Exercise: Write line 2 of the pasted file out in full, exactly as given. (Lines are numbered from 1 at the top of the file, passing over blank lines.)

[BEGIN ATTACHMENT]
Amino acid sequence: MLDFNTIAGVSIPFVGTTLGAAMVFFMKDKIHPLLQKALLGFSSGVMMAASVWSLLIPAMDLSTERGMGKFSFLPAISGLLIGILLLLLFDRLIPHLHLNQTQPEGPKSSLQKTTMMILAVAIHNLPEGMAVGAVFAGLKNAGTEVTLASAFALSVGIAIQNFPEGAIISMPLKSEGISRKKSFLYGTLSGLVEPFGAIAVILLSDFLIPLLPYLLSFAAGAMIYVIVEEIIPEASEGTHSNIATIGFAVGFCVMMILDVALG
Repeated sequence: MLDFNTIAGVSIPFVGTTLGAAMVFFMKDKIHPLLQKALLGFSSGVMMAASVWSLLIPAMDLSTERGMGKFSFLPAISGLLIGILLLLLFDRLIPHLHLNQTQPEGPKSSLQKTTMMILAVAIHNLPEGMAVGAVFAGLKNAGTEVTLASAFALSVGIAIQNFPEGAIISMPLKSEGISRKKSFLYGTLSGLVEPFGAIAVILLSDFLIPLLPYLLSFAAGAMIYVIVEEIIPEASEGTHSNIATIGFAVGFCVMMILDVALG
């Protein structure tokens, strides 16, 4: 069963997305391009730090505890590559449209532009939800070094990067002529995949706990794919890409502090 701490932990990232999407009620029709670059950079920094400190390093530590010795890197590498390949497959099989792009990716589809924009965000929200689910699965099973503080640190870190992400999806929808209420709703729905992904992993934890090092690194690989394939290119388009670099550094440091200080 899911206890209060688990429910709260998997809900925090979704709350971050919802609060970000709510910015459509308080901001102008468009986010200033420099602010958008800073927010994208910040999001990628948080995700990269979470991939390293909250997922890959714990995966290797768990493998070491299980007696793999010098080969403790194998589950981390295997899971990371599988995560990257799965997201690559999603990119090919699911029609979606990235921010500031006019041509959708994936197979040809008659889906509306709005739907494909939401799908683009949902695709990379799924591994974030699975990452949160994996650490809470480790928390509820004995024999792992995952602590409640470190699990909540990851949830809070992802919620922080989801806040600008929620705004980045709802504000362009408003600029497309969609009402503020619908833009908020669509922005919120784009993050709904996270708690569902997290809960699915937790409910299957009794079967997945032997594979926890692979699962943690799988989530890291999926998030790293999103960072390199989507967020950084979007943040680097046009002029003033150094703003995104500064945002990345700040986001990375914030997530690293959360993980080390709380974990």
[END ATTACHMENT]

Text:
Repeated sequence: MLDFNTIAGVSIPFVGTTLGAAMVFFMKDKIHPLLQKALLGFSSGVMMAASVWSLLIPAMDLSTERGMGKFSFLPAISGLLIGILLLLLFDRLIPHLHLNQTQPEGPKSSLQKTTMMILAVAIHNLPEGMAVGAVFAGLKNAGTEVTLASAFALSVGIAIQNFPEGAIISMPLKSEGISRKKSFLYGTLSGLVEPFGAIAVILLSDFLIPLLPYLLSFAAGAMIYVIVEEIIPEASEGTHSNIATIGFAVGFCVMMILDVALG